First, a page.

The world is made up of systems. Our body is a system, or in fact a system of systems. What we call “society” is another system of systems, as is the natural environment. And all these meta-systems are themselves elements in even more encompassing systems that interconnect them.
But these systems are very complex, difficult to explain or predict. One successful strategy, which has had a revolutionary impact on how we live, is analysis. This approach segments complex entities into smaller parts in order to study them individually. Medical researchers don’t study the body as such, but perhaps kidney function or particular blood cells. Social scientists may specialize in the effect of lobbyists on legislation, labor market patterns among immigrant communities or changing child-rearing norms. Natural scientists study the viability of artificial wetlands, upwelling cycles in certain coastal zones or changes in the carbon balance of a set of tropical forest plots. By biting off chewable portions of a much larger world, science makes it possible to achieve progress in our understanding of how things work: testable hypotheses, demonstrable evidence, causal explanation. Analysis is the art of taking things apart, studying the pieces, and then putting them back together.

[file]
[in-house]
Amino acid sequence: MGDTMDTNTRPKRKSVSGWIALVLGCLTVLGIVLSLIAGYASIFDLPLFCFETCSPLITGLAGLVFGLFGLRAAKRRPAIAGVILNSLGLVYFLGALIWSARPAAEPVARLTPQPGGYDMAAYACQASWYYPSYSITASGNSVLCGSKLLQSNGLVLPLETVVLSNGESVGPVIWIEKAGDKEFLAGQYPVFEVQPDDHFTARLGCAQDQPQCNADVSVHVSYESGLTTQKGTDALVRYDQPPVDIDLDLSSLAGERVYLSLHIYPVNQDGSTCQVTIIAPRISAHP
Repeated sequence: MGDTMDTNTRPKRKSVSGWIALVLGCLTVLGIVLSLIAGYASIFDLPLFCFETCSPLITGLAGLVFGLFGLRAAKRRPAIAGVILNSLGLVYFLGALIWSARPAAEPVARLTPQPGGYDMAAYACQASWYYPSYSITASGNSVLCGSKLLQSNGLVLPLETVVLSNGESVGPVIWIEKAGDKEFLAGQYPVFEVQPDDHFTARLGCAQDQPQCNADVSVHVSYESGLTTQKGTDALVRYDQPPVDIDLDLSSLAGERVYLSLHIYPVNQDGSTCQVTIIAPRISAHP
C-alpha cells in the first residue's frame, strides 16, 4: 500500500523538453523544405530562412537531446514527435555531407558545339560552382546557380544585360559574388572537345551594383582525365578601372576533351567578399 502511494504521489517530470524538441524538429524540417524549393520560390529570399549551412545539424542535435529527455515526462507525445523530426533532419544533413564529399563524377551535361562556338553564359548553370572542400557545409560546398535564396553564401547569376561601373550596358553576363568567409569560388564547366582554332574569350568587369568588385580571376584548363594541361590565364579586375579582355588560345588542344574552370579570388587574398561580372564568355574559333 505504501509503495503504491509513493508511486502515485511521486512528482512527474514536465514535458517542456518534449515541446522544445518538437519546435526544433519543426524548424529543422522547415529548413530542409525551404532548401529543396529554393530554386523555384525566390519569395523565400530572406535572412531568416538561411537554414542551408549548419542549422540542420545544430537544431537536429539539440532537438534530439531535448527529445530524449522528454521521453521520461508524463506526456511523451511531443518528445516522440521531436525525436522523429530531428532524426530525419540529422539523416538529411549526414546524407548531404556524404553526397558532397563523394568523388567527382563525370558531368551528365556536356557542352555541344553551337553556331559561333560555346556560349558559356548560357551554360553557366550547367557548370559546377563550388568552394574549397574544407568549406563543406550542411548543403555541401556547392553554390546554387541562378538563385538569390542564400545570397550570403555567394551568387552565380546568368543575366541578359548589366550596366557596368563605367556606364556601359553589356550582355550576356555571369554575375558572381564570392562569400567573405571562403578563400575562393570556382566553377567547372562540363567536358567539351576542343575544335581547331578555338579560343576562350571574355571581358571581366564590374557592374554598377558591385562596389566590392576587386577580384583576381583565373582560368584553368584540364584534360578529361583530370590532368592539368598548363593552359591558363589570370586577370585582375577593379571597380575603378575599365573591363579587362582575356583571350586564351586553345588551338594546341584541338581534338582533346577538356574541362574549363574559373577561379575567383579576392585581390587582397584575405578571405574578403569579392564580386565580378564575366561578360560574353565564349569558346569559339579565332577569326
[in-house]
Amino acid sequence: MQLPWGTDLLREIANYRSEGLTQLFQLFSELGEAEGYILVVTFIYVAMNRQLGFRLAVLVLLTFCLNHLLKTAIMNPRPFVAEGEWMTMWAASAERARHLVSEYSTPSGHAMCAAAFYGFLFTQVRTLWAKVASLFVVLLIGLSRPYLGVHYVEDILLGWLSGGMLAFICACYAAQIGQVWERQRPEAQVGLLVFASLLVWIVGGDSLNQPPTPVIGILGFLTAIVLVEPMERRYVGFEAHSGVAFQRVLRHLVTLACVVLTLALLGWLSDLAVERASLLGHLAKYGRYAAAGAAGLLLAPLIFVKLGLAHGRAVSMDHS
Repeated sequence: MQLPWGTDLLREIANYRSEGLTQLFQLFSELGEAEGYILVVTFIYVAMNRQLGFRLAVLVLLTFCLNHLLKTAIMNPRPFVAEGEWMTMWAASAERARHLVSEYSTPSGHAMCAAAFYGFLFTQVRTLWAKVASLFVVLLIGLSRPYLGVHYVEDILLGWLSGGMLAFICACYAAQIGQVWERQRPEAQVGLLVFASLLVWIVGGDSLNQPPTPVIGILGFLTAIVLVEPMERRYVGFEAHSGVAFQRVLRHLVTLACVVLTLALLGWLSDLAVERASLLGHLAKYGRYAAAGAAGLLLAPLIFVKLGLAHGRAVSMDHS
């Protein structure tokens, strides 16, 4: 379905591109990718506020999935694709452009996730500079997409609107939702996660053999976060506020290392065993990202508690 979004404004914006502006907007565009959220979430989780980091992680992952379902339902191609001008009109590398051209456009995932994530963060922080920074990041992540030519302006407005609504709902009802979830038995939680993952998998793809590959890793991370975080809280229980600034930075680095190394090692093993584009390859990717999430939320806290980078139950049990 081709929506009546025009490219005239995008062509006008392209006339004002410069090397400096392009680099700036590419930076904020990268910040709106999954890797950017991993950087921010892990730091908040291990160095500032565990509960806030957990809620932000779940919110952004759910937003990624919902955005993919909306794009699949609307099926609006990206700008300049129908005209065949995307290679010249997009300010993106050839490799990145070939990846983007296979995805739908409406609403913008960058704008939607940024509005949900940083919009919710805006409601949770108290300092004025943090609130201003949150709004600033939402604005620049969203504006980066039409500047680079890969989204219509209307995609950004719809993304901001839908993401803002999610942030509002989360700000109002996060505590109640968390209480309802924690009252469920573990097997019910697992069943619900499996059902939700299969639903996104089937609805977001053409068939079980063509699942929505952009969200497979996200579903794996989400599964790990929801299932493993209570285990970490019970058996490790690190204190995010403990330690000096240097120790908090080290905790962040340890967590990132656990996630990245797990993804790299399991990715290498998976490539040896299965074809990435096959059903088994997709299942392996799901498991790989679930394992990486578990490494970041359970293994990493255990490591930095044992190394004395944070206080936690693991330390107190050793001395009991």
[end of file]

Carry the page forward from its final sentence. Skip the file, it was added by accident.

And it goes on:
But this approach, for all its benefits, fails to capture most of the interactive effects that make a system a system. It leads us to overstate the separateness of the things we study and observe and to understate their connectedness. This is not an argument against thinking analytically, but for not being surprised by what this thinking fails to see so we can at least somewhat compensate for its shortcomings.
I’d like to introduce the term “analytical bias” to refer to this tendency to overlook the interconnectedness of things. Of course, many thinkers, going back centuries, have recognized this problem; it’s the guilty conscience of analysis itself. I’m just giving it a name.